Queen's teething problems didn't subside once they waved goodbye to the studio. Once again, the group struggled to attract any major label interest. In fact, it took eight months for their debut to find a home: it was eventually issued by Trident Studios via a licensing deal with Elektra Records in the States and EMI in the U.K. The former's founder, Jac Holman, certainly made up for the lack of enthusiasm elsewhere, though, declaring in a 1972 memo to his staff, "I have seen the future of pop music, and it is a band called Queen."
Unfortunately, by the time the record eventually hit stores the next year, the band themselves believed that, far from forward-thinking, it was already something of a relic. Speaking to Guitar magazine just weeks later, a disillusioned May remarked, "Most of the songs were written about three years ago. We just feel that, as a band, we've gone past what's on the album. We put it down in order to progress to different things." Within a month, Queen had returned to Trident Studios to start work on its follow-up.
Luckily, the reaction outside the band was less fatigued. Although it hardly set the charts alight, peaking at No. 83 on the Billboard 200 and No. 32 on the UK album chart, Queen sold steadily enough to achieve gold status. A headlining national tour which began, rather appropriately, at Basingstoke's Queen Mary's College and a support slot with Mott the Hoople also helped to spread the word.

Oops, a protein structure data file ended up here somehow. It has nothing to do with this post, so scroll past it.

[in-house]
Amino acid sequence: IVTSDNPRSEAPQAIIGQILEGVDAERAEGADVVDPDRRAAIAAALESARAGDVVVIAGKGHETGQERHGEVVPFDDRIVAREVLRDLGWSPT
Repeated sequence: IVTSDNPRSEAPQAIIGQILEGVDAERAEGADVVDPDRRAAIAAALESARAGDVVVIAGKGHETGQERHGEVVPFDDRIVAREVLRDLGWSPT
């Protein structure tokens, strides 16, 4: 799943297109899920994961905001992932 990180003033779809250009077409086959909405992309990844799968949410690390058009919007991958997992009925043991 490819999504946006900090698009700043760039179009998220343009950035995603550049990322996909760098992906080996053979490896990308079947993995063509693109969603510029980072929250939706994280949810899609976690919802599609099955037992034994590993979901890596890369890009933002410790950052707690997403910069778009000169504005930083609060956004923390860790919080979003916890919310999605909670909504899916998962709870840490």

And the press instantly latched onto a band whose mission statement, as Mercury told Melody Maker, was to instantly shock: "We don't want people to have to think of [whether] they like us or not, but to formulate an opinion the moment they see us." In one of the album's more rhapsodic reviews, Rolling Stone declared "this funky, energetic English quartet has all the tools they'll need to lay claim to the Zep's abdicated heavy-metal throne, and beyond that to become a truly influential force in the rock world."
Those only familiar with the group's crowd-pleasing stadium anthems may be surprised to hear of comparisons with Led Zeppelin and talk of heavy metal. But the Queen of 1973 was a different beast to the Queen that conquered Live Aid. Their eponymous debut is indeed a place where the riffs are thunderous, tempos are forever shifting and lyrical themes are grounded in the mystical and medieval. There's little here to inspire mass singalongs a la "We Will Rock You" or "Don't Stop Me Now."